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Flare

Definitive

(Mother West; US: 6 Nov 2001)

Although intended as a preview for Flare’s upcoming album, the three-song Definitive is more of a tease. Under the guidance of LD Beghtol, whose compassionate voice Stephin Merritt brought to The Magnetic Fields’ 69 Love Songs, Flare has crafted music of sensitive depth on Definitive. Flare manages to cover a wide range of emotions in fewer than 15 minutes while giving insight to its sound and style. Definitive may only be three songs, but it is three songs you can’t stop listening to as they make you crave more.


The title track, “Definitive”, is built like the perfect twee pop song—four and half minutes of twinkling tambourines, two chords played on acoustic guitars, and Beghtol’s tenor wavering with understanding as he sings lyrics like “You never ask for much, just books and a fire and a tire swing”. Flare’s passion and humor is delivered with flawless indie-rock polish on “Definitive” and this song alone is enough to win over any listener. Even if Definitive just had this one track alone, it would be worth it.


Still, in a very different way than “Definitive”, “Course” is the standout track here. Shifting from the airiness of the first song, “Course” takes on a melancholy claustrophobia as Beghtol mourns plaintively over lamenting violins and sparse and haunted guitars. With Beghtol’s voice always in absolute control while still conveying his pain and the extended instrumental breaks in “Course”, the entire effect is that of late-night sorrow and loneliness. While “Definitive” may have showcased Flare’s ability at creating playful indie-pop songs, “Course” reveals Flare’s true talent lies in shaping nimble dirge-like songs that are as distressing as they are beautiful.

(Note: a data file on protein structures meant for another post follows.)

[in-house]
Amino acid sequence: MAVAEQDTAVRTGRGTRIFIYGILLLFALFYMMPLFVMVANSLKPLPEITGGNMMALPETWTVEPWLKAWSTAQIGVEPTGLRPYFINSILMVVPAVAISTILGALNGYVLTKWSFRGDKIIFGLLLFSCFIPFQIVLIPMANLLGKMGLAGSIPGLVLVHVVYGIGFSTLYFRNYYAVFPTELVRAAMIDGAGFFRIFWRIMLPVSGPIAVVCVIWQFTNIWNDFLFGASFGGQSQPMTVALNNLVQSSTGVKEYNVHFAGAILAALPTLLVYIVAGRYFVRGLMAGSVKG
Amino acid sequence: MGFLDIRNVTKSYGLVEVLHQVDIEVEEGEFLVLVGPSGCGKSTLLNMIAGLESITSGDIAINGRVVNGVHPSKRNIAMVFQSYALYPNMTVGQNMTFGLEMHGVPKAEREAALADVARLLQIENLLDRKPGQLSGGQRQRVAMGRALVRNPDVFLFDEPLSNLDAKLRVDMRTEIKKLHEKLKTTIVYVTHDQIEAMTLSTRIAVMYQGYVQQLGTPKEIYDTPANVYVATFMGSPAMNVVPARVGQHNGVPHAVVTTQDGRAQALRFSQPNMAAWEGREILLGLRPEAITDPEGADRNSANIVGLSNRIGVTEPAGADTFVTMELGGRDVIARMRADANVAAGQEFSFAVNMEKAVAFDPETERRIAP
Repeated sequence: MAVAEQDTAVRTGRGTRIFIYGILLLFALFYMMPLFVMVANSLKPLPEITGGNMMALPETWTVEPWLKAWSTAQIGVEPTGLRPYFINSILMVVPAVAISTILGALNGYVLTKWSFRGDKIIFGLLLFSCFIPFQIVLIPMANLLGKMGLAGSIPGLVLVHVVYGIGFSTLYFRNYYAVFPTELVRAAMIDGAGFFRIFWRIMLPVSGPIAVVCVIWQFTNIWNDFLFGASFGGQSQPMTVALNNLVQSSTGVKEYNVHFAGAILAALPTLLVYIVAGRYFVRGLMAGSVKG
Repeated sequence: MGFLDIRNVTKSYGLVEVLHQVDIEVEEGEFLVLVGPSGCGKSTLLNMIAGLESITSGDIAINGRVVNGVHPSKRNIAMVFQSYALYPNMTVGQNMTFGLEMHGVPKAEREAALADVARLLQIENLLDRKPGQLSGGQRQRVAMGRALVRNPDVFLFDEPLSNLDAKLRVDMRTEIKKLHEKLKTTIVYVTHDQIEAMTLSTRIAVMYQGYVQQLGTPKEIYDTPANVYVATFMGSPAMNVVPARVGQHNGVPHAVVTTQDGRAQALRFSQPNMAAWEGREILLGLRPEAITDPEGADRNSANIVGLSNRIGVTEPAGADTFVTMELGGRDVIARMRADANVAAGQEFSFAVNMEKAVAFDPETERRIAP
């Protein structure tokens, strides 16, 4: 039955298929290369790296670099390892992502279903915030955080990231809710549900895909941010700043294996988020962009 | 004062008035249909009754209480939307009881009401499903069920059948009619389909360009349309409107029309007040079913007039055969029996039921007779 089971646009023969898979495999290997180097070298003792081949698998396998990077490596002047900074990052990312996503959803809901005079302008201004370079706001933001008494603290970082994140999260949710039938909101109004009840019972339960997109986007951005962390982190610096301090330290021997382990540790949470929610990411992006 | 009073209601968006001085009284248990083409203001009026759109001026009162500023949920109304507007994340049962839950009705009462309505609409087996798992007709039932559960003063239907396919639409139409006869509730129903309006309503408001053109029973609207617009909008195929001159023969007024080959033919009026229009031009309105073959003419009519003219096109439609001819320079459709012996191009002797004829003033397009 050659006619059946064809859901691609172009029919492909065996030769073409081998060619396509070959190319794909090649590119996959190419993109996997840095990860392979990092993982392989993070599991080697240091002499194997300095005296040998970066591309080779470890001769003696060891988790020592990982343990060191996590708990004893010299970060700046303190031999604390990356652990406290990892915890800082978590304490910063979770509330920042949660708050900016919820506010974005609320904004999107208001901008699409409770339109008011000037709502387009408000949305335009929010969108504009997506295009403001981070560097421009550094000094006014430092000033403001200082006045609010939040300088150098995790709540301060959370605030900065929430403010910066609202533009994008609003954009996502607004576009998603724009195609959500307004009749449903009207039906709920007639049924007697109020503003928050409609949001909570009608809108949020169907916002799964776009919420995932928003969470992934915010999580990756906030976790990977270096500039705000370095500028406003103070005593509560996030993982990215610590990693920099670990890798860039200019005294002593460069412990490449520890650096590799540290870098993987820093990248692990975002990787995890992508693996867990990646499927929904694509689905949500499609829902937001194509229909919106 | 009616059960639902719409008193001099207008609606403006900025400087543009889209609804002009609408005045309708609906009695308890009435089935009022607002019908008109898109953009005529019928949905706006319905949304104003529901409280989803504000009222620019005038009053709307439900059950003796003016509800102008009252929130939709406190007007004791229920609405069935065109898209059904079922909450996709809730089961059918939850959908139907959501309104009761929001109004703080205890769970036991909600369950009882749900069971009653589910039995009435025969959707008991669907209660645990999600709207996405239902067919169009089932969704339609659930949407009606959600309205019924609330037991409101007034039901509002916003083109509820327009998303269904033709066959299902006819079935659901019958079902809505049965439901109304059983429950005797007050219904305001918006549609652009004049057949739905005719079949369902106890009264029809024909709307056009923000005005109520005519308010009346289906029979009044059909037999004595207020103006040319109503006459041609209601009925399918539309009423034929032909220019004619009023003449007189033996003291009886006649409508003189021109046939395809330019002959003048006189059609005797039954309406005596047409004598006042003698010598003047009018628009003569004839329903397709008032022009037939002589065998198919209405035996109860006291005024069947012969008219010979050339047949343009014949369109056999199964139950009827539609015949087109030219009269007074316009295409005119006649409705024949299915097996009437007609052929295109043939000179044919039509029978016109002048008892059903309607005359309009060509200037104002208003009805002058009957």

Definitive closes with a charming cover of Gene Autry’s “You’re the Only Star (in My Blue Heaven)” that sounds as if it was recorded on a home tape recorder. Accompanied only by a ukulele, Beghtol’s voice shines as he sighs his way through the song. After the sadness of “Course”, “You’re the Only Star” comes as a welcome reprieve and closes the single on an uplifting note.


After about two and half minutes of silence, a snippet of an echoing, church-music inspired version of “Definitive” plays for about a minute. Why this was included, it’s hard to say since it adds little to the effect of the single as a whole. Still, Flare seems to be trying to give listeners just a little something extra, and the effort is appreciated.


Definitive is satisfying, but it still gives just enough to entice listeners into wanting more. After hearing it once, listeners are going to do everything in their power to find out how they can get more music by Flare. With just one album and one EP other than Definitive to its name, even that may not be enough. Still, while waiting for Flare’s upcoming album, Definitive does provide enough solace to keep listeners gratified in the meantime.

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By Robert Hickey
25 Jun 2003
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